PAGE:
The introduction describes what is already known about your research topic and the questions that are currently unanswered in the field. Your summation of these things should be based on the science papers you’ve been reading. The exact number of science papers you need to read in order to write a good introduction varies depending on the area of research — but by the time you’re done investigating all the ins and outs of your science project, including the methods of research, the number will be in the double digits.

The introduction should also describe the species or system you’ll use to address your research question. Include why that species or system is the most appropriate basis for your inquiries.

At the end of the introduction, briefly state what your specific question is, how you’re going to address it, and what your hypothesis is. In this case, your hypothesis is the experimental result(s) you expect to find based on your background research. Remember to cite your references as you write, and list them in your bibliography.


The methods section of the project outline will eventually become your experimental to-do list. This section should describe, in detail, the experiments you’re proposing or the observations you’re planning to make.

You should be fairly detailed in your descriptions, including information like:

  • when and where the research will take place
  • what the controls are for each experiment
  • how long each experiment will take
  • what materials and equipment you’ll need

It is also critical to think about and write down how you’re going to evaluate and analyze your data. It is important to think about this ahead of time — in case you need to gain some skills, like a more advanced knowledge of statistics, a certain number of repeats, or specific data gathering process. As Terik Daly, an award winner at several top competitions and a Science Buddies volunteer, put it:

“Rigorous data analysis is an important component of a project that is being taken to a top competition. Data analysis at a top competition involves more than bar graphs and scatter plots, it should involve statistically minded exploratory data analysis and inference. In order to be able to perform meaningful statistical analyses, you need to design your experiment with statistical principles in mind. This includes accurately and clearly defining your variables and sample space, accurately defining your factors and levels of your factors, identifying the type of experiment you are running, making sure that appropriate controls are used, that you perform enough replications to create a representative body of data, that you understand the likely distribution of your data, and ensuring that you are aware of and familiar with the types of exploratory and inferential analyses used in your field of science. You must design your experiments with data analysis in mind, because if you don’t think about analyzing your data until after your experiments, you are going to run into problems.”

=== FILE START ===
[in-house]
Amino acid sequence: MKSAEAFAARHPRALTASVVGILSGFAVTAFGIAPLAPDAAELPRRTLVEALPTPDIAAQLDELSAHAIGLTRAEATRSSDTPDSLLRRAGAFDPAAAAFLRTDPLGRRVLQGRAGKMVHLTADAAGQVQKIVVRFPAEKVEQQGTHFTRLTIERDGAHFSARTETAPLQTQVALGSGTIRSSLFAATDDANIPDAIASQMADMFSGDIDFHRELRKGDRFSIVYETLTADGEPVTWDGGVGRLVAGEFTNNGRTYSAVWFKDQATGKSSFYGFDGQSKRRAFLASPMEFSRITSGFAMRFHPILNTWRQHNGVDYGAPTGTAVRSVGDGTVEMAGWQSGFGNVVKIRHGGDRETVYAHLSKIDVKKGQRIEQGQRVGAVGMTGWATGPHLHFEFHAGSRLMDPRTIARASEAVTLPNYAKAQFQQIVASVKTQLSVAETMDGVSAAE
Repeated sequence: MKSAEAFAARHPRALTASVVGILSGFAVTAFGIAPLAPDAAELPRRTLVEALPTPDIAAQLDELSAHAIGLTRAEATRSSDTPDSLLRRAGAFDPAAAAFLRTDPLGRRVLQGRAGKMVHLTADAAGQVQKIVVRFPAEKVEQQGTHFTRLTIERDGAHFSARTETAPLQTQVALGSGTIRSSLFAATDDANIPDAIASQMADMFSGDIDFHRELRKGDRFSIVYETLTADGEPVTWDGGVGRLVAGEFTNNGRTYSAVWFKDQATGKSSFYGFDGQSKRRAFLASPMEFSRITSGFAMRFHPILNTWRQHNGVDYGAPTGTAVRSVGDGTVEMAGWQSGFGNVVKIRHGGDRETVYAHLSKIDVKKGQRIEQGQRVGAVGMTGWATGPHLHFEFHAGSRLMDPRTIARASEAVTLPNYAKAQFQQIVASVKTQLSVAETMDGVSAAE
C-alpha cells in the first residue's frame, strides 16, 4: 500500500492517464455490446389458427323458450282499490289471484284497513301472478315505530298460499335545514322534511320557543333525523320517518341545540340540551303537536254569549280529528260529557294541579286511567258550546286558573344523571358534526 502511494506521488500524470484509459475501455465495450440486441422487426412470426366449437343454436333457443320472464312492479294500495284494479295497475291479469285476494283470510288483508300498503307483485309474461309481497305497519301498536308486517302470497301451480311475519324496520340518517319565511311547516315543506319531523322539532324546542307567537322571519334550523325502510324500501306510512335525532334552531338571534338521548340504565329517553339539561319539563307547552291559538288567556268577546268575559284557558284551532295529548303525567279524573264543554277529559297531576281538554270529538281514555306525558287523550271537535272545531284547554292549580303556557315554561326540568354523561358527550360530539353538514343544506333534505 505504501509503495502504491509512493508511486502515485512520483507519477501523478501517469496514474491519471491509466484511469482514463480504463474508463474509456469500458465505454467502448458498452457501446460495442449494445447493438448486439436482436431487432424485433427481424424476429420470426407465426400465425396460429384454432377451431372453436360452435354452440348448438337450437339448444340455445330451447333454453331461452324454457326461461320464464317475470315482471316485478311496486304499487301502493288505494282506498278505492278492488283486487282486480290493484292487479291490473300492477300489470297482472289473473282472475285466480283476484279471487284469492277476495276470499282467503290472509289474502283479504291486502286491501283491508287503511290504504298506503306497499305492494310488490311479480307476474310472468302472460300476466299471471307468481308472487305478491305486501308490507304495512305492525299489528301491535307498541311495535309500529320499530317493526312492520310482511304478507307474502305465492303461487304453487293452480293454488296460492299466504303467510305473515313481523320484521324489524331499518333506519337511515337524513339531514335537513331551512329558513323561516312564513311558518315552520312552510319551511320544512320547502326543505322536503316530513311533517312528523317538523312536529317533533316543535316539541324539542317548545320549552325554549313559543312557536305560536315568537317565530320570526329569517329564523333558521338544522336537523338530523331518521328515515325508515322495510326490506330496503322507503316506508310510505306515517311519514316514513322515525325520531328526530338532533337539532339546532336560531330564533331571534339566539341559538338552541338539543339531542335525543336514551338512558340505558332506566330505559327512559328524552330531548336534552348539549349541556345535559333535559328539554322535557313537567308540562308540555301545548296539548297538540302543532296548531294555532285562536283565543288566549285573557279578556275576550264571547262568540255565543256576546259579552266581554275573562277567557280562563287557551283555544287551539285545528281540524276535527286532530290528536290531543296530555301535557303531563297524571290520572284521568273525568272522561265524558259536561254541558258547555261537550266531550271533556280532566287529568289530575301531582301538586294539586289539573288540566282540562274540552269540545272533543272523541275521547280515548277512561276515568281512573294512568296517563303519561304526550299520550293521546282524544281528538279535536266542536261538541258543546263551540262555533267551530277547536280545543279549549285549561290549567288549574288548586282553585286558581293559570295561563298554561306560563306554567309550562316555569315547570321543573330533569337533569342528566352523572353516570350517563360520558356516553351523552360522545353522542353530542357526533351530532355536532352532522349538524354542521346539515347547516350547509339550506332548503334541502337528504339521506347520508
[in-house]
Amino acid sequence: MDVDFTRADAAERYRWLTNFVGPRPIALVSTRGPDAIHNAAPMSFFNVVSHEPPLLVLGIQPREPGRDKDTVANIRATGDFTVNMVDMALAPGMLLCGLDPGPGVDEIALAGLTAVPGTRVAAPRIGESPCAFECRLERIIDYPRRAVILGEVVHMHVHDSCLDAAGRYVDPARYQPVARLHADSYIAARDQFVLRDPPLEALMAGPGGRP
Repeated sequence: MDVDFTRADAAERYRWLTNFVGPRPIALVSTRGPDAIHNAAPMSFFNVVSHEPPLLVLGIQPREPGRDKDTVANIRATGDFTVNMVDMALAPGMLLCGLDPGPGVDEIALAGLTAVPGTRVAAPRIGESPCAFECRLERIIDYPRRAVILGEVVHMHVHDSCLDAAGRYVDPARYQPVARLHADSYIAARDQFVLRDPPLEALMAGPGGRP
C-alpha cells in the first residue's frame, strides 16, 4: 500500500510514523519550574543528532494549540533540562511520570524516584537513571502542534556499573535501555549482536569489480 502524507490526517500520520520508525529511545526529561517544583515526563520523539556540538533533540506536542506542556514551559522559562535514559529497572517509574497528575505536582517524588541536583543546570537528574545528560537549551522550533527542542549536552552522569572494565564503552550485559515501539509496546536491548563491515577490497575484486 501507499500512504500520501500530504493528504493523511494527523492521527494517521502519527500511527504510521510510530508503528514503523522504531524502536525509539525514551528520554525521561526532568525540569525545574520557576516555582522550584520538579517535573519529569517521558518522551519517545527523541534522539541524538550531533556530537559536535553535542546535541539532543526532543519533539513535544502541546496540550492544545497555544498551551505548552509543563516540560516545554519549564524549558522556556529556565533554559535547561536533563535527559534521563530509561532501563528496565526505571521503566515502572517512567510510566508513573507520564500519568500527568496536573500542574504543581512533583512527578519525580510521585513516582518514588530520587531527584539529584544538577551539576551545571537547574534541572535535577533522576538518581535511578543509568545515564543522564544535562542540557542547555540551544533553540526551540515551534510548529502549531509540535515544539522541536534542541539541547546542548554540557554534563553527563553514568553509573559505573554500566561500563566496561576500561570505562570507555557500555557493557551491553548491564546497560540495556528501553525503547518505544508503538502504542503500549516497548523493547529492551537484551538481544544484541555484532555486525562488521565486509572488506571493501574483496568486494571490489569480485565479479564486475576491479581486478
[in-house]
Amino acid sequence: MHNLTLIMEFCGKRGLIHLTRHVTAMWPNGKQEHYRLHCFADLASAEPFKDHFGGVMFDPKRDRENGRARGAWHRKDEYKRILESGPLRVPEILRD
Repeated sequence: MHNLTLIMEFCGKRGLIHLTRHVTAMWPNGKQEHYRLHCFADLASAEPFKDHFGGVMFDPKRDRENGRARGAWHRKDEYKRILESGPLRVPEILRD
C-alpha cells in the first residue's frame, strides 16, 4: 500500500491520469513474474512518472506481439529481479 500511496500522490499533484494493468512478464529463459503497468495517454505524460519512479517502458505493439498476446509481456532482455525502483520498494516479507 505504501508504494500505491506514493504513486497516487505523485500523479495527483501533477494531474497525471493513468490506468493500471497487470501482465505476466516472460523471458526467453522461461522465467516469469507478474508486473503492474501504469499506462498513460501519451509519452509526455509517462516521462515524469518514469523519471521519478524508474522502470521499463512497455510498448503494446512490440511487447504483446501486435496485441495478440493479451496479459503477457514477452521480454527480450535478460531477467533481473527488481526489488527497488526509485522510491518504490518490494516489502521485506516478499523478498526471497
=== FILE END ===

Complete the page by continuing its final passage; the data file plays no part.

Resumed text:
Once you’ve written the methods section, make sure to go back and determine whether all the methods are feasible, and whether the experiments will adequately answer your research question. Revise, as necessary — being carful to ensure that your science project fits within your limitations of cost, equipment, available materials, and the rules of the competition(s) you want to enter. Many top science competitions have a Scientific Review Committee (SRC) to which you must submit special paperwork, depending on the nature of your experiments. For more details, consult the SARSEF Scientific Review Committee guide — and guides found any other competitions’ websites.

Predicted Results

Writing the predicted results section is an opportunity to think more thoroughly about what the data you intend to collect can (and cannot) tell you. Think through and record all of the possible results to your experiments. Also make sample figures or tables showing the possible outcomes, and how you would interpret the data. Are there any conditions under which the experiment(s) fail to give you conclusive data? If so, you may need to think of additional experiments.


Scientists and engineers, both corporate and academic, are often asked to explain the relevance of their work. Use this section to elaborate on how your science project will advance the knowledge base in the scientific field you chose. Explain what greater impact (if any) your project might provide for other areas of science, humanity and the environment. Explore any practical applications that might arise from your research.


Throughout the project outline, you should cite all relevant sources and record the references in your bibliography. Documentation citing informational sources is always important in scientific research. For more information on how to cite and format references, check out our guides on Modern Language Association (MLA) style and American Psychological Association (APA) style.

Be sure to check with other competition(s) you’ll be entering before you start writing your bibliography to see which format you should be using.

Run Your Experiment

A finalized project outline is essentially a “recipe” of what to do. Gather equipment and materials and proceed as you’ve planned in the Methods section of your outline. Keep detailed records of exactly what you do so that you (or someone else) could repeat your experiments again.

As you collect the data, analyze it and see if is reasonable and provides an answer for your original question. Remember, this isn’t necessarily the same as confirming your hypothesis — because your original predictions could be  false!